Dunkirk Wins Box Office Crown

“Dunkirk” Storms the Box Office to Take First Place

BOX OFFICE REPORT

July 21--23, 2017

(estimates from BoxOfficeMojo.com)

TOP 5

Dunkirk $50.5 million
Girls Trip $30.3 million
Spider-Man: Homecoming  $22.0 million
War for the Planet of the Apes  $20.4 million
Valerian and the City
of a Thousand Planets
$17.0 million

Christopher Nolan's World War II epic Dunkirk took charge at the box office, with an estimated $50.5 million. While the film took in more in its opening weekend than his 2014 sci-fi drama Interstellar, it's still off from his box office behemoths like Inception and The Dark Knight trilogy. Still, for a movie that's not a sequel, remake or based on a comic book, that's an impressive debut indeed.

Even more impressive is Girls Trip, the raunchy comedy starring a quartet of very funny African-American women. Like Bridesmaids or The Hangover before it, it delivered a strong debut on a relatively small budget, with audiences praising its non-stop laughs. The film earned $30.3 million this weekend alone, already more than its $19 million budget. It should be one of the summer's sleeper hits.

Spider-Man: Homecoming fell another 50 percent in its third weekend, taking it to just north of $250 million. That means it should pass The Amazing Spider-Man by next weekend, as well as Captain America: The Winter Soldier to become the 9th-biggest MCU movie to date. War for the Planet of the Apes slipped to fourth in its second weekend. That's a sizable drop, and means it hasn't crossed $100 million yet. It will definitely be the smallest entry in the franchise. But that's more than you can say for Valerian and the City of a Thousand Planets, the bonkers adaptation of the French comic book from Luc Besson. The independently financed $200 million blockbuster managed an extremely weak $17 million. That's about what The Fifth Element opened with 20 years ago in 1,000 fewer theaters.

Outside the top 5:

  • This Weekend's Indie Champ: Landline, the latest dramedy from Gillian Robespierre. The '90s-set film averaged $13,084 on four screens.
  • After eight weeks in the top 10, Wonder Woman finally surpassed Guardians of the Galaxy Vol. 2 to become the second-biggest movie of 2017. It won't catch the year's most massive success: Beauty and the Beast, which earned more than half a billion dollars.
  • Despicable Me 3 may be the end of the line for Gru. It will be the lowest-grossing film in the franchise, including the Minions spin-off, earning less than $250 million.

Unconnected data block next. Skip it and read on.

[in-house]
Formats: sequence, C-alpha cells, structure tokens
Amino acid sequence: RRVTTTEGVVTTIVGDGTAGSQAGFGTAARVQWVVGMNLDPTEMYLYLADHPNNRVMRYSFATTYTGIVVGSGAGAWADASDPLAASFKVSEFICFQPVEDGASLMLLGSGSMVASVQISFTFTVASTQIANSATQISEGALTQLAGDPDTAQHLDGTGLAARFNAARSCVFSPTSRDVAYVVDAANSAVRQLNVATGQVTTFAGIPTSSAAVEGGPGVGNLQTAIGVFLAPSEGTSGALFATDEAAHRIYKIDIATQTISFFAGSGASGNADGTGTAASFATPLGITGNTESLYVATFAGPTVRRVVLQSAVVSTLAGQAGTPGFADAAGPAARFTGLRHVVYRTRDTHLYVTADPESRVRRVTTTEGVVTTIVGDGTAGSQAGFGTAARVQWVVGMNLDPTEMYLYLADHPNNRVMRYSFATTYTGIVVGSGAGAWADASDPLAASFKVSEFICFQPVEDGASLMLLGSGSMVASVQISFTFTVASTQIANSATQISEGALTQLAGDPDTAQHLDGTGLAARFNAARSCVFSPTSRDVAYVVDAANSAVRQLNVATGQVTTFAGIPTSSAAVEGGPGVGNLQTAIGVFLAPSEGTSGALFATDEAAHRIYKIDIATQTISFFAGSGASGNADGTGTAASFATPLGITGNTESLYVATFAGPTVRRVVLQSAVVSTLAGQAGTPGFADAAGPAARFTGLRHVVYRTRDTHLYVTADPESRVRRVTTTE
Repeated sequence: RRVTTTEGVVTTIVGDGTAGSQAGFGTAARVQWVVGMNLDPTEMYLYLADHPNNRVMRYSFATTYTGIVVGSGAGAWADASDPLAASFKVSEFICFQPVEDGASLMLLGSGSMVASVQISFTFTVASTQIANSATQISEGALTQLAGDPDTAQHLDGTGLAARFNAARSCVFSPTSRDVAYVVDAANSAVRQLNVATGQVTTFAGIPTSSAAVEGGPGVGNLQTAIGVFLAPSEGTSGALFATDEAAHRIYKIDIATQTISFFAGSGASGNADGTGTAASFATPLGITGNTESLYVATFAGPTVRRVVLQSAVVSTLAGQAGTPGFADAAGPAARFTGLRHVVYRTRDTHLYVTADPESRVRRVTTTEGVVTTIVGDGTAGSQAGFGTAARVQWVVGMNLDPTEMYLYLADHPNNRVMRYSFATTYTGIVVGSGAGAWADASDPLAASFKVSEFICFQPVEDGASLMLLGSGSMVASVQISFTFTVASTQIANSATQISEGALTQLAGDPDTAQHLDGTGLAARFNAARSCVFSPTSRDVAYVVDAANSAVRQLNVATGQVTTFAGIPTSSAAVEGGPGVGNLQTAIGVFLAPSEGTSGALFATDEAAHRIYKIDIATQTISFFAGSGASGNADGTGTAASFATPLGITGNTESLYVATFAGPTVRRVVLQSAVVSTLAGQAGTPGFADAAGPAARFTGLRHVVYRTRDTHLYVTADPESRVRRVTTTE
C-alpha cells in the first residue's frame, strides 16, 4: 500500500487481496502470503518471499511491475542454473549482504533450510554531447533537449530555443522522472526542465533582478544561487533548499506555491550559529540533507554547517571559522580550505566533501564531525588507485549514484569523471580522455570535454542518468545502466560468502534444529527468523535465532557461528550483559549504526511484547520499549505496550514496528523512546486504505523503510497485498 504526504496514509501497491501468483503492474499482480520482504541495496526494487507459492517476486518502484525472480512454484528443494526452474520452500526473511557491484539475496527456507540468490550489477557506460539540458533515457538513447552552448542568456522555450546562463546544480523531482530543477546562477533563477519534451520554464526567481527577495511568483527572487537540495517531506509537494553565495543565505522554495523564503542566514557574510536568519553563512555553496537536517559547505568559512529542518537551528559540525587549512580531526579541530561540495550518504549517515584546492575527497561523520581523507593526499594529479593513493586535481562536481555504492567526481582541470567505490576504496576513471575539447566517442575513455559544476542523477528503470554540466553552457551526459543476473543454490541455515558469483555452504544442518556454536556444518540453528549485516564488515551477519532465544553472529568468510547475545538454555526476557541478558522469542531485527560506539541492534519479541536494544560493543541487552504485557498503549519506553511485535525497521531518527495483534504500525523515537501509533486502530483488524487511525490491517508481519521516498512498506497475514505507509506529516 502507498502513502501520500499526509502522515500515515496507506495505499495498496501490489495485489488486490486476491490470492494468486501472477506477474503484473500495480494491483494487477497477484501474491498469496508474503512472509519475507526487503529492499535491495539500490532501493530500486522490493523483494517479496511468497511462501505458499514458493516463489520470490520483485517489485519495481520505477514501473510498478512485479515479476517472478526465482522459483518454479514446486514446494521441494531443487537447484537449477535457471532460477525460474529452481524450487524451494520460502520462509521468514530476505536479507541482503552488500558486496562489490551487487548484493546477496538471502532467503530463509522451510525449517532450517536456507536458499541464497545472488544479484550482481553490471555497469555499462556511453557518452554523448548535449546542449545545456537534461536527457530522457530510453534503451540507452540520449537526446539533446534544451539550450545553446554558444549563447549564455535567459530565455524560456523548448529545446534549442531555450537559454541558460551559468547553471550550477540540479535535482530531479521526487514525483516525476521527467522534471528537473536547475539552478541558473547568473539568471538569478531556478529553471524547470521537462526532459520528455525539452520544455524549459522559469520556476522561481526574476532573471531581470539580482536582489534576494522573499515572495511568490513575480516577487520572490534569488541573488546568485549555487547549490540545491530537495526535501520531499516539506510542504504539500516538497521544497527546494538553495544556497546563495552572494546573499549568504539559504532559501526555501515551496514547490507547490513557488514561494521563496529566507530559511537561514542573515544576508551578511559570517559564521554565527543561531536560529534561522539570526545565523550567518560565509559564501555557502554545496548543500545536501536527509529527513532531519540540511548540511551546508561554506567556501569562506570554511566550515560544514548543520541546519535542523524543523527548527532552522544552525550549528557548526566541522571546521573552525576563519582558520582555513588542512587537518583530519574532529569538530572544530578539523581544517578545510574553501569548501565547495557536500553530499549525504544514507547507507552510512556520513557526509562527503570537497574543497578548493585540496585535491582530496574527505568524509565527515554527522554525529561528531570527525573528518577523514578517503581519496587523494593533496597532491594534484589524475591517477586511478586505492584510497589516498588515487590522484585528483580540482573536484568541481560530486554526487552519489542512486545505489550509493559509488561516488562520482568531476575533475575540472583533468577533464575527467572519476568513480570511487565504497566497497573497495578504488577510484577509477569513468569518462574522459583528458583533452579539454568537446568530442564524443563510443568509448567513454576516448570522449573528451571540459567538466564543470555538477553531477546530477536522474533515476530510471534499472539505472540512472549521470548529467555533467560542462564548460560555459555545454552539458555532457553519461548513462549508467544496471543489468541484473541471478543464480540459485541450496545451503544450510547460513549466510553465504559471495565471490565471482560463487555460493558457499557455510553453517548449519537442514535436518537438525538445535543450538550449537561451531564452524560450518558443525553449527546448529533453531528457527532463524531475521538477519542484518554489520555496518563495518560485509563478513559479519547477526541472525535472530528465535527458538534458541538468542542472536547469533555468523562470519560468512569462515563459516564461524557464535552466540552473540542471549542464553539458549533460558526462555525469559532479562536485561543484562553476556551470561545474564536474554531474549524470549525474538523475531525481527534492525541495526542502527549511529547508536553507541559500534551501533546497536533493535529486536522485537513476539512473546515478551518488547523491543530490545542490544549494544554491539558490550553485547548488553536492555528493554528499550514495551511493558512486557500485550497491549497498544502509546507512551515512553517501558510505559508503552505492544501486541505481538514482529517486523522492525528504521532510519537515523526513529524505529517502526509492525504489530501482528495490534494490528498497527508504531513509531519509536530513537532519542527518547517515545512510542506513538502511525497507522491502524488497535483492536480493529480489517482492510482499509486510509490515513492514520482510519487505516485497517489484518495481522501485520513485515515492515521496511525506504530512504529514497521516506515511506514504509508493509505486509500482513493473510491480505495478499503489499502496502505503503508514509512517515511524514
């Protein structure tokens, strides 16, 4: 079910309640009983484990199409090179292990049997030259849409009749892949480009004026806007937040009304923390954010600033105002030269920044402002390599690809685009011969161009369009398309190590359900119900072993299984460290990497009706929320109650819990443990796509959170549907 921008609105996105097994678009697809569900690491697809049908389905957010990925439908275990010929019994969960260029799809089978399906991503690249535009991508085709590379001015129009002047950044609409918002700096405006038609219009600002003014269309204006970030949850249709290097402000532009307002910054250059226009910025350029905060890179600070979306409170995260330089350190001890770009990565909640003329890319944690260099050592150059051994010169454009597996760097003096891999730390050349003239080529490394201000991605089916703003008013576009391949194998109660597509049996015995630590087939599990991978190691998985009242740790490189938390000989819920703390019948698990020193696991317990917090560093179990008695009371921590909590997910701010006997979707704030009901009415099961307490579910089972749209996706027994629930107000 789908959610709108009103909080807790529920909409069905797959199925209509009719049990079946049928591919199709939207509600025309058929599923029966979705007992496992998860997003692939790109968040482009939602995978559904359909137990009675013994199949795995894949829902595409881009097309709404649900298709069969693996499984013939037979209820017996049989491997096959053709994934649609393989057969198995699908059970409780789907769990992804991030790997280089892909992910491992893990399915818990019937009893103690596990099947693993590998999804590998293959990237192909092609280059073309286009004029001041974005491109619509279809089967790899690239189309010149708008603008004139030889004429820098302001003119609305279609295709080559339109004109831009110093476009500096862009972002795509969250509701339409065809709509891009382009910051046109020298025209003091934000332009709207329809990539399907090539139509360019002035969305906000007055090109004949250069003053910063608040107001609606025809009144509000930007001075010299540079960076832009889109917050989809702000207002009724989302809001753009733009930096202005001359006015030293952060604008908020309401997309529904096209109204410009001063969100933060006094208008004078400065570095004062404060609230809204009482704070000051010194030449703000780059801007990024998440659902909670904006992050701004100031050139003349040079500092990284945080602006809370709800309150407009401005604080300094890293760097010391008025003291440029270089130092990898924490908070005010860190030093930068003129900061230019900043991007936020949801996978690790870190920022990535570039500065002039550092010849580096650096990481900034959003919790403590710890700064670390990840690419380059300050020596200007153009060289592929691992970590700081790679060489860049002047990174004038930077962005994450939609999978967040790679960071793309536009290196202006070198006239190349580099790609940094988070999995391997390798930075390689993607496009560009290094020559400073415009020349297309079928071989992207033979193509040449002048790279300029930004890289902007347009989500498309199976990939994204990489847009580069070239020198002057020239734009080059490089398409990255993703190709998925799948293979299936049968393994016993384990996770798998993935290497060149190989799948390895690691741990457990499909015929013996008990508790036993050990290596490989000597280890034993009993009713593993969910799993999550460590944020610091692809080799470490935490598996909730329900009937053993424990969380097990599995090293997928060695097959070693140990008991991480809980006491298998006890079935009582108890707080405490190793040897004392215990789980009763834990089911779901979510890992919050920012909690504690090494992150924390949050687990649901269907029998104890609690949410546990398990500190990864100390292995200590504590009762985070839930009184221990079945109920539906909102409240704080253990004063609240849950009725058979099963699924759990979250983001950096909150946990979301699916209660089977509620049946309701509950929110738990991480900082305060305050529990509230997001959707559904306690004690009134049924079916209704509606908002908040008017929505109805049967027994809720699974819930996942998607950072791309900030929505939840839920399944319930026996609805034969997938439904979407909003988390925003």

Next week:

Charlize Theron kicks all the double-crossing asses in the sexy action thriller Atomic Blonde, from the co-director of John Wick. I think it will be a photo finish with the second week of Dunkirk. I think it will edge Dunkirk slightly with $30 million. And if all our prayers are answered, The Emoji Movie will crash and burn with $18 million.

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About Kip Mooney

Kip Mooney
Like many film critics born during and after the 1980s, my hero is Roger Ebert. The man was already the best critic in the nation when he won the Pulitzer in 1975, but his indomitable spirit during and after his recent battle with cancer keeps me coming back to read not only his reviews but his insightful commentary on the everyday. But enough about a guy you know a lot about. I knew I was going to be a film critic—some would say a snob—in middle school, when I had to voraciously defend my position that The Royal Tenenbaums was only a million times better than Adam Sandler’s remake of Mr. Deeds. From then on, I would seek out Wes Anderson’s films and avoid Sandler’s like the plague. Still, I like to think of myself as a populist, and I’ll be just as likely to see the next superhero movie as the next Sundance sensation. The thing I most deplore in a movie is laziness. I’d much rather see movies with big ambitions try and fail than movies with no ambitions succeed at simply existing. I’m also a big advocate of fun-bad movies like The Room and most of Nicolas Cage’s work. In the past, I’ve written for The Dallas Morning News and the North Texas Daily, which I edited for a semester. I also contributed to Dallas-based Pegasus News, which in the circle of life, is now part of The Dallas Morning News, where I got my big break in 2007. Eventually, I’d love to write and talk about film full-time, but until that’s a viable career option, I work as an auditor for Wells Fargo. I hope to one day meet my hero, go to the Toronto International Film Festival, and compete on Jeopardy. Until then, I’m excited to share my love of film with you.

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